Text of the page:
Wednesday, 30 November 2016

Ep 209: Hugh Davidson, Dave Gray (October 26, 2016; originally aired May 19, 2011)

Rounds: Here.

Disclaimer: I watched this episode when it first aired, and although I did not recall any of it I cannot rule out memory being a factor.

It's the important fourth night for Hugh Davidson, and Richard asks about technique.  Specifically, he comments that Hugh's selections have led to some of the most spectacular number play that he thinks has been had on the show (I'm not sure about that, but it has certainly led to some challenging targets), and enquires what Hugh's strategy is.  Hugh demurs, saying that 'strategy' is probably the wrong word for it, and that he has been pretty reckless.  Also, he is likely to continue being so.

Tonight's challenger is Dave Gray, but not the one that I thought of when I heard the name.  This Dave Gray is the head gardener at the historic Vaucluse House in Sydney, and has been for twenty-two years.  He adds that he is actually the head gardener for the Historic Houses Trust (they changed their name to Sydney Living Museums in 2013), so he looks after a number of gardeners associated with historic properties throughout Sydney, and even one down in Nowra called Meroogal.

Dave agrees with Richard's next statement that the beautiful gardens are certainly an important part of the historic houses, because they reflect the period of which the house is set.  For instance, at Vaucluse House they are trying to encapsulate the 19th century in the garden there.

Richard reminds us that one of Dave's colleagues from Vaucluse House was on the show a while back; that was Susan Bee, back in episode 132.

Dave took the early lead with a good word, but Hugh rallied in the second round to reduce the deficit to a single point.  Hugh's usual choice of six small numbers stumped everyone, including Lily, who very unusually had nothing to say.  The points were shared in the next round, then Dave chanced an invalid word in round five; that allowed Hugh to take the lead.  Dave took it right back again with the numbers, and when he solved the final numbers round also he was safe going into the conundrum.  Dave did very well to solve that conundrum quickly, and finished a comfortable winner, 51 to 26.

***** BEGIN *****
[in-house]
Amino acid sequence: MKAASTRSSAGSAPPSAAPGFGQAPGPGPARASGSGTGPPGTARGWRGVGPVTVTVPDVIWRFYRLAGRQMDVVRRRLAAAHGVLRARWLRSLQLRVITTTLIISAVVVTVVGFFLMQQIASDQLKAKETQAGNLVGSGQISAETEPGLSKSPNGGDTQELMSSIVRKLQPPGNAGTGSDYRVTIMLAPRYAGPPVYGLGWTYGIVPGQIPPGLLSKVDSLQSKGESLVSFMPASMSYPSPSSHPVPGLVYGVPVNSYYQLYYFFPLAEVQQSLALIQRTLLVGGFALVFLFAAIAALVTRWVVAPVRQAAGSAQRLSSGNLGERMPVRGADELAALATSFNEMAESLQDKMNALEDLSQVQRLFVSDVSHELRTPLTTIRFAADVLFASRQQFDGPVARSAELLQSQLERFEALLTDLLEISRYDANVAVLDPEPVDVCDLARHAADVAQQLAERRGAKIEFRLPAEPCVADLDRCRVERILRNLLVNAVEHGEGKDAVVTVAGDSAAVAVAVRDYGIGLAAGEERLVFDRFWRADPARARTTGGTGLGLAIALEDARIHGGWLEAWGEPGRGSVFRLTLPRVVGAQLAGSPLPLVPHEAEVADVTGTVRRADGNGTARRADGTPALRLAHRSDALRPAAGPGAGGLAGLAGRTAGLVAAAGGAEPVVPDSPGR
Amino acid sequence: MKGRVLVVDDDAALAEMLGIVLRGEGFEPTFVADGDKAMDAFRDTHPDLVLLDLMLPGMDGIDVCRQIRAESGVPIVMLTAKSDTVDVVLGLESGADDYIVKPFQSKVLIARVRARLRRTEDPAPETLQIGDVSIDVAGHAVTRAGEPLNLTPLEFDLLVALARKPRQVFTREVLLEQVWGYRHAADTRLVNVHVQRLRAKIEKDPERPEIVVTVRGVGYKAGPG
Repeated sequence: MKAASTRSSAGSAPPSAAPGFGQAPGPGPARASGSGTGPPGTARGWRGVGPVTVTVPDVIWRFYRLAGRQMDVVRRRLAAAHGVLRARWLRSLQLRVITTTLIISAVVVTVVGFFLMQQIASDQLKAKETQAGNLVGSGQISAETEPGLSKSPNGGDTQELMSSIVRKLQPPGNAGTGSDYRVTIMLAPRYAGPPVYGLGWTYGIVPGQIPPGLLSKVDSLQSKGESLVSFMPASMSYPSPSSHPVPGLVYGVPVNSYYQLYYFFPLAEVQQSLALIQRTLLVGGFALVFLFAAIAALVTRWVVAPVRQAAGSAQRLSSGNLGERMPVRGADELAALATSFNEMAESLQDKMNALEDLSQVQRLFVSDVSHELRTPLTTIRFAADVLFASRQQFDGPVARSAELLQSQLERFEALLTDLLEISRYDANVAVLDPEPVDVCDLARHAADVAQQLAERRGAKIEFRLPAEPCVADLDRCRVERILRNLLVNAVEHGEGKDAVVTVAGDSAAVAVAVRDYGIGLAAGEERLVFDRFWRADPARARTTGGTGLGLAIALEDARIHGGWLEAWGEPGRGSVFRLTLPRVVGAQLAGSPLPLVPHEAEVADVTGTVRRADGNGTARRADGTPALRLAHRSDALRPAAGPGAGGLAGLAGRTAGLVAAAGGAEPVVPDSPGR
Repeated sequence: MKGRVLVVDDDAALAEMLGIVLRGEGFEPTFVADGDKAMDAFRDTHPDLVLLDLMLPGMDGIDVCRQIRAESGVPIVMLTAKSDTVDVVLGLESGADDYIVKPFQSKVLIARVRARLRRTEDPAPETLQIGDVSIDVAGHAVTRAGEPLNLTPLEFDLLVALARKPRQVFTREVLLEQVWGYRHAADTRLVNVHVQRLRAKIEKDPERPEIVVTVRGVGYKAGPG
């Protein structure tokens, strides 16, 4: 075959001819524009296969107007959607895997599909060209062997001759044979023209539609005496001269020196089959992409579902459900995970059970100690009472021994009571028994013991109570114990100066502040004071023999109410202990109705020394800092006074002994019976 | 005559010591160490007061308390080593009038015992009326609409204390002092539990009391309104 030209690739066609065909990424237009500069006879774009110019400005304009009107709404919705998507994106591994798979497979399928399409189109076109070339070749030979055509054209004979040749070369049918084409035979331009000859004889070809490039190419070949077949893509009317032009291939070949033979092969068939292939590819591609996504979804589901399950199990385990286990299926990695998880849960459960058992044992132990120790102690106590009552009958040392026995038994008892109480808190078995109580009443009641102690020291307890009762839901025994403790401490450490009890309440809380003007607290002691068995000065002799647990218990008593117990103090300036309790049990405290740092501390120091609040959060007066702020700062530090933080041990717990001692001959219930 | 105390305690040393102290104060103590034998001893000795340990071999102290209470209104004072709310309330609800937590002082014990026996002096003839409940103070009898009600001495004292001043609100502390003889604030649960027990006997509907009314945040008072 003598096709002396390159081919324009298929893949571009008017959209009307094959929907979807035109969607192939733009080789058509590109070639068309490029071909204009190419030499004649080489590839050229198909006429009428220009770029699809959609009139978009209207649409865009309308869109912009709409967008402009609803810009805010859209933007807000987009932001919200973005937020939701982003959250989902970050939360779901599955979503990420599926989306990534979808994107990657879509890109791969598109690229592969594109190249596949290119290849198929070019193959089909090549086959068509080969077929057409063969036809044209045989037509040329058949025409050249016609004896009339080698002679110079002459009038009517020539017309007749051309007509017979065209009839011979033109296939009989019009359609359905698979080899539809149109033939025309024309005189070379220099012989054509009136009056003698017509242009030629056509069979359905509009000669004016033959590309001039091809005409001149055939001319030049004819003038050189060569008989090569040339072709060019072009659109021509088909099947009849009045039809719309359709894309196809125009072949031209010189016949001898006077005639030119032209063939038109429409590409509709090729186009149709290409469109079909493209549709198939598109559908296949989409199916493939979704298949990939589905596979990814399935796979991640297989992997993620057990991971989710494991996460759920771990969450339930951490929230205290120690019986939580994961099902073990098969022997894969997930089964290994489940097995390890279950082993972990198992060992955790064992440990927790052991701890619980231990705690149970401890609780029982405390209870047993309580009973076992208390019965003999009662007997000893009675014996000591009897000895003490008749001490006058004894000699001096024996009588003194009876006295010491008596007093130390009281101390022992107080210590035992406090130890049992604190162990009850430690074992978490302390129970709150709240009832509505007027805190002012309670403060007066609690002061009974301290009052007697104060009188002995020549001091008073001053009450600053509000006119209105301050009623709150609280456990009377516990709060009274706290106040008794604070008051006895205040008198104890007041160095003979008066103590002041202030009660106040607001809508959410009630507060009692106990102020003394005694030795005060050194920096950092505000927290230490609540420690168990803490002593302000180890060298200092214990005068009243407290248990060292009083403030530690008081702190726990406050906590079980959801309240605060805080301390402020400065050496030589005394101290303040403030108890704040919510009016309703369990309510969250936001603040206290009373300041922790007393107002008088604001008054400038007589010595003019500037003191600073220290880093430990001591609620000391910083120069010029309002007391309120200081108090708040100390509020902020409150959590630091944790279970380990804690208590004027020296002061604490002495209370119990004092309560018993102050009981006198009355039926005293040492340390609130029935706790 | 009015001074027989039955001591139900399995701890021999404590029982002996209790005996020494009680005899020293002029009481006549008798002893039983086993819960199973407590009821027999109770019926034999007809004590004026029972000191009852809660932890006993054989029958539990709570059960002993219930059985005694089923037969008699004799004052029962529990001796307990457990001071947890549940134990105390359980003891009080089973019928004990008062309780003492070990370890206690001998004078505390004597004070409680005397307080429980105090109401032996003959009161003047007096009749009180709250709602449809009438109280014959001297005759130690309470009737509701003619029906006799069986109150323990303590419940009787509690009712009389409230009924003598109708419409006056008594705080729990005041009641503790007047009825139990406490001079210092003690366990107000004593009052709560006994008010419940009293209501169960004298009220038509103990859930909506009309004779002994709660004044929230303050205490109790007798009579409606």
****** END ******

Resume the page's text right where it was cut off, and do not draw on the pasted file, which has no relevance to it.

Round 1: P D H E O I A L S

I had HOPED, HELIPAD (I commented recently on episode 206 that this was almost there, so it was still in my memory), HELIPADS, POLISHED, and HAPLOIDS (HAPLOID: "an organism or cell having only one complete set of chromosomes, ordinarily half the normal diploid number").

Hugh has SPOILED for seven, but Dave has come out firing by finding POLISHED for eight.  David has chosen HELIPADS as his selection, and points out that it is HEADS surround LIP.

The other eights are SHIPLOAD and ASPHODEL (a type of plant).  The other sevens are HAPLOID, SPOILED / DESPOIL / DIPOLES (DIPOLE: "a pair of equal and opposite electric charges or magnetic poles, forces, etc.") / DIPLOES (DIPLOE: "(in anatomy) the cancellate bony tissue between the hard inner and outer walls of the bones of the cranium"), DEPOSAL, PALSIED / ELAPIDS (ELAPID being any snake of a certain family), HALIDES, HALOIDS (HALOID being a compound involving a halogen), OEDIPAL, SHOALED, PLASHED (PLASH: "to interweave (branches, etc., bent over and often cut partly through), as for a hedge or an arbour"), and DIPHASE (alternative name for QUARTER-PHASE: "denoting a combination of circuits energised by alternating electromotive forces which differ in phase by a quarter of a cycle") / APHIDES (plural of APHIS, a type of insect).


Scores: Hugh 0, Dave 8, me 8

Round 2: N E G U C O R A F

I had OUNCE and COURAGE.  I'd have definitely chanced a fifth vowel here since an E would give ENCOURAGE.  The next vowel would even have been an E, too.  Oh, well.

Dave has found COUGAR for six, but Hugh closes the gap to a single point by finding COURAGE for seven.  David points out that a final E would have allowed ENCOURAGE, but since that consonant was taken the best he could do was seven with COURAGE and FURNACE.

The other seven here is ACROGEN ("a plant having no proper flowers but a growing point at the end of its perennial stems, as a fern or moss").


Scores: Hugh 7, Dave 8, me 15

Round 3: Target 590 from 1 4 9 7 1 7

The ones are always a bad sign in the six small mix.  I applied my usual technique, finding that the target was near 9*66 (or 9*65).  A 66 is actually not that hard to make, and that was good enough for 3 away with 593 = 9*(7 - 1)*(7 + 4) - 1.

What I saw within time was that tweaking would get me closer, but I did not have enough time left to get it down.  Afterwards I wrote down that tweak: 588 = (7 - 1)*(9*(7 + 4) - 1).  Looking at that factorisation, it makes the 588 as 6*98, which is 6*2*7*7.  We have a pair of sevens, so that suggested that we might do better with this idea, and indeed it allows us to get to one off with 589 = 7*7*(9 + 4 - 1) + 1.

Neither contestant has been able to make headway here, with Dave saying that the best he could get was 620.  Lily, very unusually, has nothing that she wishes to declare.  I'm forced to assume that she could not even manage to get within scoring range.